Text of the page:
Camping is such a diverse and varied activity that can be combined with so many different activities. This acticle from
The New York Times looks at some of the best kayak camping locations in Northwest Indiana. What better way to go kayaking than to camp in the chosen location for a few days and incorporate both activities into the same trip or vacation. That, for this writer anyway (me!), would make for an amazing experience. Read some of what this informative acticle has to say about these Northwest Indiana locations below; Lake George
The popular downtown Hobart lake offers a place to kayak on peaceful waters, though some may not know waterways that extend from the lake can take kayakers on a 2- to 3-mile journey, one store owner says.Ron Kurth, co-owner of Lake County Divers Supply in downtown Hobart, rents kayaks to those who want to explore Lake George by water.“Kayaking over here on Lake George is great because people are able to go quite a distance, a few miles out,” he said.The water trail takes kayakers from the downtown Hobart area south before swinging west. The waterway goes nearly all the way to I-65, he said.Before beginning a trip, Kurth advises to call and check on construction, which is planned for the 3rd Street bridge near downtown this summer. The construction could prevent kayakers from accessing the other side of the bridge, he said.
Robinson Lake, located west of Lake George near I-65, is another spot for kayakers to explore, as is Deep River Water Trail, which runs from Lake George through Lake Station and Gary for 16 miles before emptying into Lake Michigan.
The Kankakee River is a 133-mile waterway that has various access points for kayaking, from Illinois to St. Joseph County in Indiana. Another of the access points is at Dunn’s Bridge County Park in Porter County.Walter Lenckos, superintendent for Porter County Parks and Recreation, says Dunn’s Bridge provides the only public access to the river in Porter County.“It is a great fishing spot, has a beautiful turn-of-the-century bridge and a small boat ramp that provides access to the water,” he said.Those who bring a fishing pole will want to watch out for walleye, bass, crappie, bluegill and Northern Pike, he said. Provided by Christine Livingston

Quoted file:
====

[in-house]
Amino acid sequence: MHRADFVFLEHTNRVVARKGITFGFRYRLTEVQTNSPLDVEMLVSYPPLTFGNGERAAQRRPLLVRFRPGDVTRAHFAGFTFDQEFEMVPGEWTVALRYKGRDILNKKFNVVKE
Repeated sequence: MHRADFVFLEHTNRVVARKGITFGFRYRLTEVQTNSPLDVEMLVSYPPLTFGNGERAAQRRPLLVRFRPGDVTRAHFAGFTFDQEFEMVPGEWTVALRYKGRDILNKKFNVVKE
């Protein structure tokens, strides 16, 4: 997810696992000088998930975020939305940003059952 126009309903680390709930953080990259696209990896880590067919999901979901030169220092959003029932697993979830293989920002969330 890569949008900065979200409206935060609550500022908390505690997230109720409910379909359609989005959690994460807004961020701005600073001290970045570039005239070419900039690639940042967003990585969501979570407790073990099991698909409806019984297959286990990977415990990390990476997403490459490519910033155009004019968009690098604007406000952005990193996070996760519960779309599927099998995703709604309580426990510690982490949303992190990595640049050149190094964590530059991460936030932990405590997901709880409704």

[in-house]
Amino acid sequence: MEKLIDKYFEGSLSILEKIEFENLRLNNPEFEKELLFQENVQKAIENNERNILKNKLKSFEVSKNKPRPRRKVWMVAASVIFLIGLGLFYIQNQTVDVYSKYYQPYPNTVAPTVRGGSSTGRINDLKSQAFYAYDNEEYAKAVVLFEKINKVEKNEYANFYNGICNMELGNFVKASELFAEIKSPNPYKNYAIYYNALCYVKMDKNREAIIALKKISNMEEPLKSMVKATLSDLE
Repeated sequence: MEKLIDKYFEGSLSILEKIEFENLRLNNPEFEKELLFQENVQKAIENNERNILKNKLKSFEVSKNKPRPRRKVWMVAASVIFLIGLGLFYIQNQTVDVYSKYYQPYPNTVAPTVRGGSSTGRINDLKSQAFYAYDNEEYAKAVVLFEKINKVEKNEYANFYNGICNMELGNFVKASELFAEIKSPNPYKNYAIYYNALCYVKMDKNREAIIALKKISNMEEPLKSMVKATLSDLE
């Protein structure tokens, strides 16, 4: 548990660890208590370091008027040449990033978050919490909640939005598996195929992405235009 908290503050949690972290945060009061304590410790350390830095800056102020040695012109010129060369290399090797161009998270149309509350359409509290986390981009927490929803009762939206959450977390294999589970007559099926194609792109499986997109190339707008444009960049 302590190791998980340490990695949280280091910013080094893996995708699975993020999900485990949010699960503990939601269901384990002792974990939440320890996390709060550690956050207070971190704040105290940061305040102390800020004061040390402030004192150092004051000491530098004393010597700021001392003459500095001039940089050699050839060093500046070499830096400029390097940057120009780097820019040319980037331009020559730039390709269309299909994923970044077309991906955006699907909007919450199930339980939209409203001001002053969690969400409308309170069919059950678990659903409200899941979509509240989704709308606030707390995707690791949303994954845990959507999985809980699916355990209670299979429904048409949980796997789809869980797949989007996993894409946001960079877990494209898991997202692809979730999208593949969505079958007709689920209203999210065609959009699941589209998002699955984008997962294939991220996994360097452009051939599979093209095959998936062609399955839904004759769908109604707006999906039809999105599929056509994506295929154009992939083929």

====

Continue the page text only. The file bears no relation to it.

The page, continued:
Gary’s Marquette Park and Lagoon offer unique spots for kayaking. Visitors can opt to kayak along Lake Michigan via launch sites at the park and beach area, or can check out the lagoon area, which features a non-motorized watercraft launch.Whihala Beach in Whiting, Washington Park in Michigan City and Portage’s Lakefront and Riverwalk all have launch sites as well.The Times
Lakeland Park in Burns Harbor offers kayak rentals, as well as paddle boat and row boat rentals, for $3 per hour, said Kim Burton, Burns Harbor park director.“This has become more and more popular each year,” she said.While at the 29-acre park, visitors can check out the Little Calumet River fishing access site, or go for a swim in the lake.The Times
In addition to kayaking at Washington Park, Michigan City also offers water adventures at Hansen Park, located off E. Street not far from Lake Michigan.Hansen Park features an ADA compliant kayak launch, the first in the state, says Shannon Eason, assistant park superintendent for the Michigan City Parks and Recreation Department.The park, within walking distance to downtown Michigan City, also includes a canoe and kayak launch into nearby Trail Creek, which spills into Lake Michigan next to the Old Lighthouse Museum…
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